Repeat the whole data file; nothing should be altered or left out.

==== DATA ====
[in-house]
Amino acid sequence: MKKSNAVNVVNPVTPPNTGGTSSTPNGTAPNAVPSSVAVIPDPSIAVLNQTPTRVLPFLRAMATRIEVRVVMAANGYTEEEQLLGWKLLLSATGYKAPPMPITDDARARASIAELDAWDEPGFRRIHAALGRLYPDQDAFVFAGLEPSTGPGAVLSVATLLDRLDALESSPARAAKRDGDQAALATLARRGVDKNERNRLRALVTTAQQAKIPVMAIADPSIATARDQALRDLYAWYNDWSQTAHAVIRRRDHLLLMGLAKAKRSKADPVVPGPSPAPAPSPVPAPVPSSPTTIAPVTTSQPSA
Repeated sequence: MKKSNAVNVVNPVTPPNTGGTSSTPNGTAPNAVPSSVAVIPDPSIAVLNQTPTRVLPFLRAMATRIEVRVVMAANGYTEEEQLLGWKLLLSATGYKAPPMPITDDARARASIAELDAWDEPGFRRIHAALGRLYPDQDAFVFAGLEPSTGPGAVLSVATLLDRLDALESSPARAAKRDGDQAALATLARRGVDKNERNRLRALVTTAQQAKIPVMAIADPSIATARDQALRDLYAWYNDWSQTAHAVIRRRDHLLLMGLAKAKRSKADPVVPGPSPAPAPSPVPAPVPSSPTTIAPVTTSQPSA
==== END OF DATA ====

[in-house]
Amino acid sequence: MKKSNAVNVVNPVTPPNTGGTSSTPNGTAPNAVPSSVAVIPDPSIAVLNQTPTRVLPFLRAMATRIEVRVVMAANGYTEEEQLLGWKLLLSATGYKAPPMPITDDARARASIAELDAWDEPGFRRIHAALGRLYPDQDAFVFAGLEPSTGPGAVLSVATLLDRLDALESSPARAAKRDGDQAALATLARRGVDKNERNRLRALVTTAQQAKIPVMAIADPSIATARDQALRDLYAWYNDWSQTAHAVIRRRDHLLLMGLAKAKRSKADPVVPGPSPAPAPSPVPAPVPSSPTTIAPVTTSQPSA
Repeated sequence: MKKSNAVNVVNPVTPPNTGGTSSTPNGTAPNAVPSSVAVIPDPSIAVLNQTPTRVLPFLRAMATRIEVRVVMAANGYTEEEQLLGWKLLLSATGYKAPPMPITDDARARASIAELDAWDEPGFRRIHAALGRLYPDQDAFVFAGLEPSTGPGAVLSVATLLDRLDALESSPARAAKRDGDQAALATLARRGVDKNERNRLRALVTTAQQAKIPVMAIADPSIATARDQALRDLYAWYNDWSQTAHAVIRRRDHLLLMGLAKAKRSKADPVVPGPSPAPAPSPVPAPVPSSPTTIAPVTTSQPSA